Hold onto your wallet — contrived 'Fiscal Cliff 2.0' is coming soon
August 29, 2013
With news that the federal government will hit the “debt ceiling” in mid-October rather than in December, as had been previously predicted, we’re headed toward another contrived “fiscal cliff” crisis. Hold onto your wallet. Barack Obama has…
The shooter who murdered three young students and three faculty at the private Covenant Christian school in Nashville, Tennessee "personalized" the guns used in the attack, say Nashville police, who released photos of the weapons, according to The Daily Beast.
The killer was identified by police as 28-year-old Audrey Hale — a former student at the Covenant School who recently began using "he/him" pronouns and goes by the name "Aiden" on some social media platforms.
"An AR-style rifle, a pistol, and a handgun were all included in a number of pieces of evidence released by police Monday night, including CCTV footage showing the suspect, who was identified by the Metro Nashville Police Department as Nashville resident Audrey Hale," reported Matt Young. "The photos show Hale had personalized the guns, with one of the firearms seen clearly with the name 'Aiden' on it ... The guns are also decorated with stickers."
"A release from the Metropolitan Nashville Police Department said writings recovered from Hale revealed that her attack was calculated and planned, while a search warrant executed at Hale’s home resulted in the seizure of a sawed-off shotgun, a second shotgun, and other evidence," said the report.
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This comes after another report that Hale had messaged a friend minutes before the attack began, saying, “You’ll probably hear about me on the news after I die.”
Police have not yet publicly identified a motivation, but have said that Hale left behind a "manifesto" that also included another possible target.
U.S. Rep. Tim Burchett (R-TN) says there's nothing the 535 elected officials in the House and Senate can do to reduce gun violence and gun deaths.
"We're not gonna fix it," Congressman Burchett said on the steps of the Capitol.
"I don't see any role that we could do other than mess things up, honestly," he said in response to Monday's school mass shooting in Nashville, where three nine-year olds and three adults were shot to death by a shooter with two AR-15 style assault rifles and a handgun.
Instead of Congress enacting stricter gun laws, background checks, and a ban on assault weapons, Congressman Burchett said, "you've got to change people's hearts," as he called for a Christian revival.
"As a Christian, we talk about the church. I've said this many times, I think we really need a revival in this country."
Monday's shooting at the Covenant Presbyterian Elementary School was the 130th mass shooting this year in America, bringing the death toll from all gun violence across all causes to 9989, including 403 children 17 or younger, according to the Gun Violence Archive.
Congressman Burchett is a member of the far-right Republican Study Committee, which has strong ties to the National Rifle Association (NRA).
On Monday, Burchett released a statement saying, "Kelly and I are praying for everyone at The Covenant School, especially the families of the shooting victims. No one should have to go through that kind of horrific event or lose a loved one like that. I'm so thankful to those brave folks who brought down the shooter and took care of the students and their families."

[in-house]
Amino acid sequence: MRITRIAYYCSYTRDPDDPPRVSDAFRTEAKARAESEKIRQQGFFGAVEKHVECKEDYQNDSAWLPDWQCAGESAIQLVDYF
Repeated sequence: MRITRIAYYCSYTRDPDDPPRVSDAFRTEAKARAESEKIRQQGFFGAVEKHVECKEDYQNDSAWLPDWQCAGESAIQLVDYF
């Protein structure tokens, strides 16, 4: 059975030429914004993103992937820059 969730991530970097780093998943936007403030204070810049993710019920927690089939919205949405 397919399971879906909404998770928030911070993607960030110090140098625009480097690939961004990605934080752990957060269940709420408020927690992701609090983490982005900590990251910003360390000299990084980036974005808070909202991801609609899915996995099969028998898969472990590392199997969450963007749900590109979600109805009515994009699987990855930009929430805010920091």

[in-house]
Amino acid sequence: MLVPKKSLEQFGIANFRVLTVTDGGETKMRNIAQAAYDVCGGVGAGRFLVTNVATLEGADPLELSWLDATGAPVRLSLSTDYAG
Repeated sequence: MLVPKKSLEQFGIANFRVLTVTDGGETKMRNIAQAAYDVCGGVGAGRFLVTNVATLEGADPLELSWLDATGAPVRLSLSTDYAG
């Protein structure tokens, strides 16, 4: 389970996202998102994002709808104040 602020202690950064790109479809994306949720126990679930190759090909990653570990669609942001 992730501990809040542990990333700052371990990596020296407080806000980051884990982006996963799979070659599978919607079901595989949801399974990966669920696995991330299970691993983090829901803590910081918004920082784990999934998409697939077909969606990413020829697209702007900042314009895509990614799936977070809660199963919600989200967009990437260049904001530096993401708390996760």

Earlier this month Rep. Burchett was one of 26 House Republicans on the Oversight Committee who refused to sign a simple two-sentence statement denouncing white supremacy.
Former Trump trade adviser Peter Navarro attempted to stall a judge's order last week to hand over roughly 200 to 250 documents that are rightfully the property of the National Archives.
But Senior U.S. District Judge Colleen Kollar-Kotelly has just rejected his stall tactic by ruling he must comply with the Presidential Records Act, reports POLITICO's Kyle Cheney.
In particular, the judge smacked down claims made by Navarro that the case against him was supposedly unprecedented.
"If this is a case of first impression, as he contends in seeking a stay ... it is only because, unlike his many thousands of public servant predecessors, Dr. Navarro is apparently the first to steadfastly refuse to comply," wrote Kollar-Kotelly.
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This comes after the Justice Department dismantled Navarro's argument in a blistering filing.
"Defendant argues that the United States, and thus the public, is only 'minimally affected' by Dr. Navarro retaining the presidential records he admittedly has until 'Dr. Navarro's rights are ensured as protected,'" said that failing. "But Defendant has never explained how his rights are affected by returning the records, and the public interest plainly lies in ensuring that the historical record of the prior administration is complete."
In addition to the records issue, Navarro was charged with two counts of contempt of Congress last June for his blanket refusal to cooperate with House investigators probing the January 6 attack on the U.S. Capitol. Investigators had subpoenaed him, citing reports that Navarro worked with Trump strategist Steve Bannon to "develop and implement a plan to delay Congress’s certification, and ultimately change the outcome, of ... the November 2020 presidential election.”
Navarro filed a motion to dismiss that case in January, arguing he was protected by virtue of executive privilege. District Judge Amit Mehta denied the motion, as Navarro did not provide any evidence to support that assertion.